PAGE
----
The government will not accept EU rules as part of a trade deal with the EU.
Prime minister Boris Johnson spelled that out on Monday in a speech outlining the UK’s negotiating position after Britain left the EU on Friday.
But this position was immediately rejected by EU chief negotiator Michael Barnier who insisted a deal would depend on the UK agreeing “specific guarantees to ensure a level playing field”.
The exchange set the scene for months of tortuous negotiations up to the end of the year, with the Brexit transition due to end on December 31.
Until then no aspect of travel to and from the EU will change. Rules on passports, driving licences, access to healthcare and travelling with pets remain as now. UK passport holders can also continue to use EU passport lanes at airports.
The government has clarified that anyone entering an EU member state on December 31 this year will remain entitled to use their European Health Insurance Card (EHIC) for the duration of their stay.
However, aspects of travel to the EU will change from the start of 2021 without an extension of the Brexit transition – something the government has already ruled out.
Most important, flights, ferries, rail and bus services won’t change.
The government confirmed last week that from January 1: “Flights, ferries and cruises, the Eurostar and Eurotunnel [and] bus and coach services between the UK and EU will be able to run as before.”
It also confirmed: “Airport security procedures will not change for direct flights to and from the UK [and] there should not be delays at airport security if you change flights in EU airports.”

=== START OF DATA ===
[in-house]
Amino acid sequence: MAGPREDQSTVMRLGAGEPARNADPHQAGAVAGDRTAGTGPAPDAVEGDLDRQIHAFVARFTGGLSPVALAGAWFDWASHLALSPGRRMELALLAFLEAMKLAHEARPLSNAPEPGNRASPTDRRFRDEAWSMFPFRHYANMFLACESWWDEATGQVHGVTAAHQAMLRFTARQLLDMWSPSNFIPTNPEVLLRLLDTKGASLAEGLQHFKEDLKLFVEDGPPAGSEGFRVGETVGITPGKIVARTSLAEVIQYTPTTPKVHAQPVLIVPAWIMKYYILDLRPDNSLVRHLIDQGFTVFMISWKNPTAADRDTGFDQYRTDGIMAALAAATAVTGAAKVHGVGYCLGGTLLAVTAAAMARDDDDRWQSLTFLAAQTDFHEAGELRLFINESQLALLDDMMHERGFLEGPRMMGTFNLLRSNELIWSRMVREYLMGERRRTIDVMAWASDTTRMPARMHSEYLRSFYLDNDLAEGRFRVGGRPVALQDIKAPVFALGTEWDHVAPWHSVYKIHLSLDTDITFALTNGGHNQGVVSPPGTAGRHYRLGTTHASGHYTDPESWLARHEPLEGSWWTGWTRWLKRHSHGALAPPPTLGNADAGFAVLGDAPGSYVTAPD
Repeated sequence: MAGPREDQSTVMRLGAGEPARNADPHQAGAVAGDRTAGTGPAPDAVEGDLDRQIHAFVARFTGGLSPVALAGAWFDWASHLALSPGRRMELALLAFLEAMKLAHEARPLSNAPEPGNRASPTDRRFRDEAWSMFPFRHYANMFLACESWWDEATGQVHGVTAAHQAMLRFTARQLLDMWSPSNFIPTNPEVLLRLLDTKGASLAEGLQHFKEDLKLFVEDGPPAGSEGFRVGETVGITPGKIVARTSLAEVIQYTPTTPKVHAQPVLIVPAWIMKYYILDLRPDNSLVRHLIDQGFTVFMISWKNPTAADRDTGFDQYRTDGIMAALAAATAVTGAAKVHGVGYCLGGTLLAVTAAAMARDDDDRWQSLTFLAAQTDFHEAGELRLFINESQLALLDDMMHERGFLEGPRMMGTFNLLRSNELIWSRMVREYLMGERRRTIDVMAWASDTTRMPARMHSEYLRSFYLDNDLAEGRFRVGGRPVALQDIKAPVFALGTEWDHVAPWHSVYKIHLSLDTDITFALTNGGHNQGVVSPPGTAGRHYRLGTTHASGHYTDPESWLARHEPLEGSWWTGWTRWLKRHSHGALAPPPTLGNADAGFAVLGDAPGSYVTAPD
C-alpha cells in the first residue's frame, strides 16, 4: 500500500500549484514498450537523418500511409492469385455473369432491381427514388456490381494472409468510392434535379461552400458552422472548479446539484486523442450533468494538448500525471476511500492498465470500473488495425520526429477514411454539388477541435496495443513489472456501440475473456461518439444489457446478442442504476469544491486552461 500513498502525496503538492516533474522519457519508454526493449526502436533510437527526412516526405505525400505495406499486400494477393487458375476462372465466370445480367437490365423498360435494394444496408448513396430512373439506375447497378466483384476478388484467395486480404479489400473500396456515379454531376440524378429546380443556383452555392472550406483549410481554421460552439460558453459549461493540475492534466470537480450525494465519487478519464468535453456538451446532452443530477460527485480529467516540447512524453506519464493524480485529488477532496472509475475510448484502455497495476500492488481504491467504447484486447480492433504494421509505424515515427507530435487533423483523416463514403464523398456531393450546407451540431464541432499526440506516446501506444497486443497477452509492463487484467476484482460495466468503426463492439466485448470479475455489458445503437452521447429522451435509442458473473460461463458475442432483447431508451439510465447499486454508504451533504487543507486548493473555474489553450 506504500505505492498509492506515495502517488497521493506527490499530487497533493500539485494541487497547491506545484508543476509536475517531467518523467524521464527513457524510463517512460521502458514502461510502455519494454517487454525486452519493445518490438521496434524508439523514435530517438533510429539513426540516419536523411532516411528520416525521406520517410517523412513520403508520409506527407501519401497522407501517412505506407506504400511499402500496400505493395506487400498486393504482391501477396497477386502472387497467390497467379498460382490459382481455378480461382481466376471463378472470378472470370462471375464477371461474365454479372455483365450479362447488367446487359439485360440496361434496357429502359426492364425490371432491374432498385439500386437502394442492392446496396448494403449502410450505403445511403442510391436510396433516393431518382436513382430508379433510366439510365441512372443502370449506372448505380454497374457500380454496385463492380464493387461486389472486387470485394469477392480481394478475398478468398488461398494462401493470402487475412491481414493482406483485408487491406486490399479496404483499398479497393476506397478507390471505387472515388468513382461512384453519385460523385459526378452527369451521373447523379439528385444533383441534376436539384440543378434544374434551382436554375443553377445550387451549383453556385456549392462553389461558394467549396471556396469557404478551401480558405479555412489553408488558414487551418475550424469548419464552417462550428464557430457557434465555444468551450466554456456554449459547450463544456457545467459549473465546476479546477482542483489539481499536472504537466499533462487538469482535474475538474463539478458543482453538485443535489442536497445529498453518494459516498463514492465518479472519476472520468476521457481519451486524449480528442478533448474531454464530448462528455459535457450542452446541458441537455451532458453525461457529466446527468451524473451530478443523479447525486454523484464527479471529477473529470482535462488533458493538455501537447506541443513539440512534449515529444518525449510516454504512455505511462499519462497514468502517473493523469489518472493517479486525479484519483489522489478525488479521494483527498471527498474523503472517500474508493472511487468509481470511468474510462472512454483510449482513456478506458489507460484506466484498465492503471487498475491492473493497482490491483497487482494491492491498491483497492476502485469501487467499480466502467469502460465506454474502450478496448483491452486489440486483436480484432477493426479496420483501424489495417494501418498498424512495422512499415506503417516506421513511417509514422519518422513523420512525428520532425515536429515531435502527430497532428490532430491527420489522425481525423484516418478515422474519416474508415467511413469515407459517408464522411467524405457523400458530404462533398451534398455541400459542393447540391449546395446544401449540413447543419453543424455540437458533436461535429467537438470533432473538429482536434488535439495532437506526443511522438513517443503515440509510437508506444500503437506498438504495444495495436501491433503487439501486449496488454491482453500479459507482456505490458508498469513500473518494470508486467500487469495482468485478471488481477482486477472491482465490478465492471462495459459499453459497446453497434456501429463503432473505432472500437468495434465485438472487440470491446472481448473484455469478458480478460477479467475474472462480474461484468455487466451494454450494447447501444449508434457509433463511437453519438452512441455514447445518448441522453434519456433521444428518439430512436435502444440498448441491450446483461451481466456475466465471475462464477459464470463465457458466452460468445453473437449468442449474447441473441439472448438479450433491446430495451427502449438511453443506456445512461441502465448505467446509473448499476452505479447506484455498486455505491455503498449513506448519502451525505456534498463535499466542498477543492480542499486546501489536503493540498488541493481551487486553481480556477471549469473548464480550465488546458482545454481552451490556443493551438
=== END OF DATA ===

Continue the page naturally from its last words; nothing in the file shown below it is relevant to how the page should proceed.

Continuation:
However, UK travellers may be required to use separate lanes at airports and be subject to questioning at border control – asked to show tickets and prove they have money for their stay in the EU.
In practice, this will depend on individual member states and airports. Some countries, such as Portugal, have already promised special lanes to speed up UK arrivals.
UK travellers to the EU from next January will also be subject to several new requirements. They will need at least six months on a UK passport when they travel, and passports must be less than 10 years old – although these rules exclude Ireland.
The government advises those travelling from January 1: “Check your passport – you may need to renew your passport earlier; get travel insurance that covers healthcare; check you have the right driving documents; [and] organise pet travel.”
It warns EHIC cards “might not be valid” from January 1; “you may need extra documents” for driving and “an international driving permit (IDP) to drive”; and the existing pet passport scheme will no longer apply.
Those driving their own vehicle will also need a green card from their motor insurance company and a GB sticker on the car.
The government notes: “Your consumer rights will not change from January 1.” But it advises: “Check before you leave for any delays or disruption.”
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